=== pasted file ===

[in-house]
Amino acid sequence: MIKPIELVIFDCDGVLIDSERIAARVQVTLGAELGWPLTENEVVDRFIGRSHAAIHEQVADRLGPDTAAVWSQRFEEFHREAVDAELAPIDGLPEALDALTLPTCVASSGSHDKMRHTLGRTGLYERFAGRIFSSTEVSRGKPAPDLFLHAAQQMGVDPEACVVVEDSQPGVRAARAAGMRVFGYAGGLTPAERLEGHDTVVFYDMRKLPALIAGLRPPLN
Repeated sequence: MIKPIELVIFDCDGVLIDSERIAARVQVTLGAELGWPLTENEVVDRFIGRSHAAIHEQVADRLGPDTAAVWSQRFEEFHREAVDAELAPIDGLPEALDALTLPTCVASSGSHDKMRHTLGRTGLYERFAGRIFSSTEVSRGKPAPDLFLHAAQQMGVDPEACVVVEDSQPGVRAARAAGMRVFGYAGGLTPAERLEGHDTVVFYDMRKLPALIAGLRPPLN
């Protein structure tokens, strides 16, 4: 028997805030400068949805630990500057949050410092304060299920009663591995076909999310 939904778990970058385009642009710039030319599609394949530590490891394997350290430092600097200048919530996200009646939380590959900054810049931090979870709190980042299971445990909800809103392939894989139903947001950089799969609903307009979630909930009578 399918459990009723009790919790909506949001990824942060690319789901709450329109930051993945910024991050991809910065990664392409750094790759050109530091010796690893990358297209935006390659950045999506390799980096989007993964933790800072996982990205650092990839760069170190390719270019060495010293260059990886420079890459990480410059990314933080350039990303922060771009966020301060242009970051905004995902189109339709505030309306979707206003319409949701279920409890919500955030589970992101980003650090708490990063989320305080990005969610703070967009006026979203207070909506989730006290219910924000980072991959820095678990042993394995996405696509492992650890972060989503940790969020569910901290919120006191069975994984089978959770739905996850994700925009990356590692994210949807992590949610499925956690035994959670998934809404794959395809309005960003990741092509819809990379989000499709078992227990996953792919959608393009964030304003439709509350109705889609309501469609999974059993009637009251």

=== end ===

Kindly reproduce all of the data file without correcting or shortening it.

[in-house]
Amino acid sequence: MIKPIELVIFDCDGVLIDSERIAARVQVTLGAELGWPLTENEVVDRFIGRSHAAIHEQVADRLGPDTAAVWSQRFEEFHREAVDAELAPIDGLPEALDALTLPTCVASSGSHDKMRHTLGRTGLYERFAGRIFSSTEVSRGKPAPDLFLHAAQQMGVDPEACVVVEDSQPGVRAARAAGMRVFGYAGGLTPAERLEGHDTVVFYDMRKLPALIAGLRPPLN
Repeated sequence: MIKPIELVIFDCDGVLIDSERIAARVQVTLGAELGWPLTENEVVDRFIGRSHAAIHEQVADRLGPDTAAVWSQRFEEFHREAVDAELAPIDGLPEALDALTLPTCVASSGSHDKMRHTLGRTGLYERFAGRIFSSTEVSRGKPAPDLFLHAAQQMGVDPEACVVVEDSQPGVRAARAAGMRVFGYAGGLTPAERLEGHDTVVFYDMRKLPALIAGLRPPLN
């Protein structure tokens, strides 16, 4: 028997805030400068949805630990500057949050410092304060299920009663591995076909999310 939904778990970058385009642009710039030319599609394949530590490891394997350290430092600097200048919530996200009646939380590959900054810049931090979870709190980042299971445990909800809103392939894989139903947001950089799969609903307009979630909930009578 399918459990009723009790919790909506949001990824942060690319789901709450329109930051993945910024991050991809910065990664392409750094790759050109530091010796690893990358297209935006390659950045999506390799980096989007993964933790800072996982990205650092990839760069170190390719270019060495010293260059990886420079890459990480410059990314933080350039990303922060771009966020301060242009970051905004995902189109339709505030309306979707206003319409949701279920409890919500955030589970992101980003650090708490990063989320305080990005969610703070967009006026979203207070909506989730006290219910924000980072991959820095678990042993394995996405696509492992650890972060989503940790969020569910901290919120006191069975994984089978959770739905996850994700925009990356590692994210949807992590949610499925956690035994959670998934809404794959395809309005960003990741092509819809990379989000499709078992227990996953792919959608393009964030304003439709509350109705889609309501469609999974059993009637009251």